Anyway, on the final Saturday, we were taken up to the housewares section and seated around an elegantly decorated table, set out with the finest wedding china and stemware allowed by Dillard's management.  And around each plate, was an assortment of forks, spoons, and knives.  Then we spent the afternoon learning which fork was appropriate to use for specific functions and which spoon, if used improperly, would get us kicked out of the fanciest of restaurants.  I muddled through.  Had a hard time caring much.  

I knew I wasn't fancy then, as I do now.  I’m still not confident in my fork choosing skills... and it's probably a testament to my high fluten lifestyle, when I admit, that I consider it a fancy dining establishment, when they have cloth napkins instead of paper.

But last night, I channeled my inner fancy pants, and made some of the best Mushroom Soup I've ever tasted.  Seriously. 

What you'll need:

1 Medium/large sweet onion, sliced
2-3 Tablespoons coconut oil (whatever you need to make sure those suckers don't stick)
Black pepper
3 Cups sliced mushrooms (I used the cheep-o's...just your run of the mill, white mushroom...called Monterey)
1 Cup chopped mushrooms
1-2 Tablespoons olive oil
4 Cups beef broth
1 Can full fat, coconut milk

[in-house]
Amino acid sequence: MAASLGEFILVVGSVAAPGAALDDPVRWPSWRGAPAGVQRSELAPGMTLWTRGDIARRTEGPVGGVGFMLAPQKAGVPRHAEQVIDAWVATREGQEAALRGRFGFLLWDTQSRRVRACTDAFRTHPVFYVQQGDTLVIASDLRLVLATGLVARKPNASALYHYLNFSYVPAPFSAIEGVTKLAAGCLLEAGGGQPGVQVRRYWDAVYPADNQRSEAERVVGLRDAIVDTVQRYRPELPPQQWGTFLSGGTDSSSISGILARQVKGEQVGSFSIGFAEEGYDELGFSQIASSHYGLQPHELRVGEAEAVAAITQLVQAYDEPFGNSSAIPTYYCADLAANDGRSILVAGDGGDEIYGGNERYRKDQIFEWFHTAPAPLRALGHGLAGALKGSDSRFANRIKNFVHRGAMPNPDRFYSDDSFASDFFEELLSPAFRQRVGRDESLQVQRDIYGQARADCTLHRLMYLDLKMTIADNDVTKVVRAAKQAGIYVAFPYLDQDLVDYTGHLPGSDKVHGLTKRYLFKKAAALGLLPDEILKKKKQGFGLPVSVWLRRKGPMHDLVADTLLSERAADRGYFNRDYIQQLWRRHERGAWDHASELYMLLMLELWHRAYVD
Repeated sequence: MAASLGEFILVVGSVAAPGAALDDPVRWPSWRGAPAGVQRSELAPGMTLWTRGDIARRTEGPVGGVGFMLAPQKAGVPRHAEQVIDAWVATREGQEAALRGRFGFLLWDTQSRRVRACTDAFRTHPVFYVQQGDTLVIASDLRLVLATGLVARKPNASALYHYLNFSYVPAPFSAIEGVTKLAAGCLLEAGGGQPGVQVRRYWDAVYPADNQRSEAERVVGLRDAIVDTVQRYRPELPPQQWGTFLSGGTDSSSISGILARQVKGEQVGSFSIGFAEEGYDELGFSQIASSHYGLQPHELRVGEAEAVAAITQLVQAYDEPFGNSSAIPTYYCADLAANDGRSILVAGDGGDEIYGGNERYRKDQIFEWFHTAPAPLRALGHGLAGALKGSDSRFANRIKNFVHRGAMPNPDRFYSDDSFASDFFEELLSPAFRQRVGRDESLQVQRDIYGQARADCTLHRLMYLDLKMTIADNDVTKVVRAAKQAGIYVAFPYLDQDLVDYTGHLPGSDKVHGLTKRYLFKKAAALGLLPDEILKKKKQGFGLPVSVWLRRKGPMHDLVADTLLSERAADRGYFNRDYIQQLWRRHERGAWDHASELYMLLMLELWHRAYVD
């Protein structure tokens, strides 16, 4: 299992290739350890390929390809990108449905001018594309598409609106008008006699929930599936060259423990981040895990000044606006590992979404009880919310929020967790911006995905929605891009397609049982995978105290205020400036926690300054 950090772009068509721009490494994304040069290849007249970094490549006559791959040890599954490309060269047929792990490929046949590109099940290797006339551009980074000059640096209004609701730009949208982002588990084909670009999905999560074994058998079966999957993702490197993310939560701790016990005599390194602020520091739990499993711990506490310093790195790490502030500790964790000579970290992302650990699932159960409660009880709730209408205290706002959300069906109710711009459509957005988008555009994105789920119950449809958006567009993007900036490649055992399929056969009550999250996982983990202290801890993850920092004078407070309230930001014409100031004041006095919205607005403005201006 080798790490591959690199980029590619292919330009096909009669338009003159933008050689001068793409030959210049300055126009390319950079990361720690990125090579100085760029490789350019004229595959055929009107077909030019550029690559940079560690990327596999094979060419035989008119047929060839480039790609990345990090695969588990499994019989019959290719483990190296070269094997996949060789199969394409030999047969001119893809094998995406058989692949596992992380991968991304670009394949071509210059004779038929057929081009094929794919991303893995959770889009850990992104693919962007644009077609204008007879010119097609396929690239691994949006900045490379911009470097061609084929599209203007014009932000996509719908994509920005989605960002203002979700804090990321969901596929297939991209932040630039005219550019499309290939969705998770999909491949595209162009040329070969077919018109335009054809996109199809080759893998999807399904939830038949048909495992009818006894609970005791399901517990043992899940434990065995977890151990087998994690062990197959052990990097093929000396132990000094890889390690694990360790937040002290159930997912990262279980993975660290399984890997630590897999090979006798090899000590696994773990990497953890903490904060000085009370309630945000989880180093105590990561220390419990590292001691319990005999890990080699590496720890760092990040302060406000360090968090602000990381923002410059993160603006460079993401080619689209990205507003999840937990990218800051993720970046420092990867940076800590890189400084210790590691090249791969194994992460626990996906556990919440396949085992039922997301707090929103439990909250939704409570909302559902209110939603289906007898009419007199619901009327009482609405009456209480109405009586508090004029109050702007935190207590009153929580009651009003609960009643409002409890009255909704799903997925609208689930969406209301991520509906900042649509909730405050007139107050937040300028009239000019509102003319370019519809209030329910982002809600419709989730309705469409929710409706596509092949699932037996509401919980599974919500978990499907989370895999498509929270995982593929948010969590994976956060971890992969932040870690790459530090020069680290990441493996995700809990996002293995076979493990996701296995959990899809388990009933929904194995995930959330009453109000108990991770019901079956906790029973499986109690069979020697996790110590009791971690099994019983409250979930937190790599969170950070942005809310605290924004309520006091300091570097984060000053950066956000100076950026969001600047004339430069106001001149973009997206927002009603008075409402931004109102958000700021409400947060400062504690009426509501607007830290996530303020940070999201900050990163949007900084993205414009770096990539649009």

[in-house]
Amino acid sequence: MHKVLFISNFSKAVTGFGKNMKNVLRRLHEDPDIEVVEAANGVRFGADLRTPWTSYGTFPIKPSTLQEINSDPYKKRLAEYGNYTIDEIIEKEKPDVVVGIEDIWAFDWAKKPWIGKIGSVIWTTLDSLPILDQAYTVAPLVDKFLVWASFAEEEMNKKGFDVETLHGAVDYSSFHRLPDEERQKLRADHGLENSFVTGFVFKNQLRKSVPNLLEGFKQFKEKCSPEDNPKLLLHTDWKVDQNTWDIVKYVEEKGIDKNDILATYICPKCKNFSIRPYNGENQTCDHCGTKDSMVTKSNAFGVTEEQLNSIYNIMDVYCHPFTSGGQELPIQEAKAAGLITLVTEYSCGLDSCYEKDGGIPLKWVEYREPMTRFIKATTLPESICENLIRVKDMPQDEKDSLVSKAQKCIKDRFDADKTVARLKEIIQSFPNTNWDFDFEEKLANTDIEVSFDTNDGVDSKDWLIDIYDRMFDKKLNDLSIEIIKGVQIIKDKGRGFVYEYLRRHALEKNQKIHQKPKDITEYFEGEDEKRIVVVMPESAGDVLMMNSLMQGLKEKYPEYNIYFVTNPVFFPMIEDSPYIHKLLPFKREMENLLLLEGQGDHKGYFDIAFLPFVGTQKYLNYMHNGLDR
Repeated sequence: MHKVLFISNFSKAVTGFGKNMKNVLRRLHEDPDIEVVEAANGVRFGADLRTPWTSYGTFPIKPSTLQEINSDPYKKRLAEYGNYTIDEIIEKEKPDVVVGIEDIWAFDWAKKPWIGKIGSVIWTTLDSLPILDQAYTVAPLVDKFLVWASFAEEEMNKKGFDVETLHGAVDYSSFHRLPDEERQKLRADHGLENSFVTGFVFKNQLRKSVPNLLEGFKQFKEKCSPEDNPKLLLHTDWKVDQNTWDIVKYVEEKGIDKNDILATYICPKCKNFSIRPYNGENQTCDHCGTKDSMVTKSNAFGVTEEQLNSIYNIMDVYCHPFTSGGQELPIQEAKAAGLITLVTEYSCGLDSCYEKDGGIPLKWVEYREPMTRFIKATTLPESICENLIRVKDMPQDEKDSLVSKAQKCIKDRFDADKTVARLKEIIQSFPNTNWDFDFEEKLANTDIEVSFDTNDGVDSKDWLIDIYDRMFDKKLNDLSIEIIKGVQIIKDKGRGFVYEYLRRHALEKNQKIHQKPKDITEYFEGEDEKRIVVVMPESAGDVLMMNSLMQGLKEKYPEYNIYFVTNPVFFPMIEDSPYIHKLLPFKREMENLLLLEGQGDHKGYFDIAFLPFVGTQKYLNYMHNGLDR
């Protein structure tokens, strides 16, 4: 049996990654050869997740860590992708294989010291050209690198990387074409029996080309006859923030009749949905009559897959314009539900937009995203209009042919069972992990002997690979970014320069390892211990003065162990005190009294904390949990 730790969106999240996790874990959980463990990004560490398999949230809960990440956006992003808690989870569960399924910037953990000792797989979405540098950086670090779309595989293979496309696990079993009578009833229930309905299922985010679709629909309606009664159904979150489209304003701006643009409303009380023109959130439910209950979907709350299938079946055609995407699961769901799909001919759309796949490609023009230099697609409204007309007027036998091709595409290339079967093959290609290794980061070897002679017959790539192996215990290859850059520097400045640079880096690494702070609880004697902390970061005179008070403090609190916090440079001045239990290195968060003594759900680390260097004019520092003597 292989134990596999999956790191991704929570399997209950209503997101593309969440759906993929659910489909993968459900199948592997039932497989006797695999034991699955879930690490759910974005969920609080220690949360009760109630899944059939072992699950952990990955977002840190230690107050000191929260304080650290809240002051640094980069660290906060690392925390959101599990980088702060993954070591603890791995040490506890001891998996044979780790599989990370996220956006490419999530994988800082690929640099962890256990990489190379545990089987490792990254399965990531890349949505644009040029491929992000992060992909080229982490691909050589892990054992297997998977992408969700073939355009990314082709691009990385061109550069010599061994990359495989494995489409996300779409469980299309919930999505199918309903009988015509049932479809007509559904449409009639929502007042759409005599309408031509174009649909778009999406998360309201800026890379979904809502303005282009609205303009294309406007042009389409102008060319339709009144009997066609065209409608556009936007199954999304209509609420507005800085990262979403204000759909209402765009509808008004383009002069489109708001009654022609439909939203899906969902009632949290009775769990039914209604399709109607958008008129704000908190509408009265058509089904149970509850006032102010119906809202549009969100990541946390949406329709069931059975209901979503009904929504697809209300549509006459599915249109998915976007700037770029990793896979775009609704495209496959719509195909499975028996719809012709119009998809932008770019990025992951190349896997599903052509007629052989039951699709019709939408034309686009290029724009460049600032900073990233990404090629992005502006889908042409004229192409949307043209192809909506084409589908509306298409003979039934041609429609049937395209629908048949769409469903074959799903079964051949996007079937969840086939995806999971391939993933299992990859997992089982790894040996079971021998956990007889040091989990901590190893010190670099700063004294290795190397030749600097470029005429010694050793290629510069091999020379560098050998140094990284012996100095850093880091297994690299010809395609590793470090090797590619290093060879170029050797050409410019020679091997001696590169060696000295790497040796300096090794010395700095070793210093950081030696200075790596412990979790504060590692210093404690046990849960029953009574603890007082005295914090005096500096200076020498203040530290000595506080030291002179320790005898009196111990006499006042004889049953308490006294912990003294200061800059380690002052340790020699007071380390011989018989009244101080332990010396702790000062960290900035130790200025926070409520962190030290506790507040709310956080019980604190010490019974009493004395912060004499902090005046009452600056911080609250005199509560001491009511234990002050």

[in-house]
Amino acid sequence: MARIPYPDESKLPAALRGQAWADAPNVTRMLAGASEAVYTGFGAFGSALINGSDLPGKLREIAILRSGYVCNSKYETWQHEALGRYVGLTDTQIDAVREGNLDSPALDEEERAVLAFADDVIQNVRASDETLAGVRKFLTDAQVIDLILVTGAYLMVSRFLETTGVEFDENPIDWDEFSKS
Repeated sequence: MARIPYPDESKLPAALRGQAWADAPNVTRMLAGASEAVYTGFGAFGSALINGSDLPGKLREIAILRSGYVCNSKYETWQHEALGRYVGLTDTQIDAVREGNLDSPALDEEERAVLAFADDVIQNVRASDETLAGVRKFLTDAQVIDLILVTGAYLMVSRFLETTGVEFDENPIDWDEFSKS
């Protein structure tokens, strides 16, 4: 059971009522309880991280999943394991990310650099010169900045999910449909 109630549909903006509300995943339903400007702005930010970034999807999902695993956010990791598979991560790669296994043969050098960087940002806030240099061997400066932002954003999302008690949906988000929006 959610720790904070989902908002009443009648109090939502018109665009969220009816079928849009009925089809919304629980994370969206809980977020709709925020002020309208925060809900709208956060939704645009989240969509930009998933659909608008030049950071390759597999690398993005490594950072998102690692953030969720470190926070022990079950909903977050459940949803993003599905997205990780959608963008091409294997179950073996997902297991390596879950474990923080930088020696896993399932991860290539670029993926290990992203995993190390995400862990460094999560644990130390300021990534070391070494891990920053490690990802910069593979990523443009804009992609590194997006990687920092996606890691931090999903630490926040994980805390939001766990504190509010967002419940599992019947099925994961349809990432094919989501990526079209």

What you'll need to do:

Melt your coconut oil in a large pan.  Throw in your onions and pepper.  Just barely caramelize the onions (3-5 minutes on medium-high heat).  Add the mushrooms and stir to coat.  At this point, add a bit of olive oil; just enough so that everything gets a nice little sheen.  Let simmer, stirring occasionally (5-7 minutes....I took this time to check Facebook... wherein, I was sucked into the vortex of namecalling and fingerpointing.  Good times.)  Add beef broth and bring to a boil.  When a boil has started, pull down the heat to a simmer and let it do its thing for another 5-7 minutes.  Add the entire can of coconut milk and stir to fully incorporate.  Bring it back up to a hard simmer and then you're done.
Cell phone, photo disclaimer:
it looks really "greasy" here.
It's really had cooled considerably
and I hadn't stirred it much.
It's really worth trying, despite the poor photo!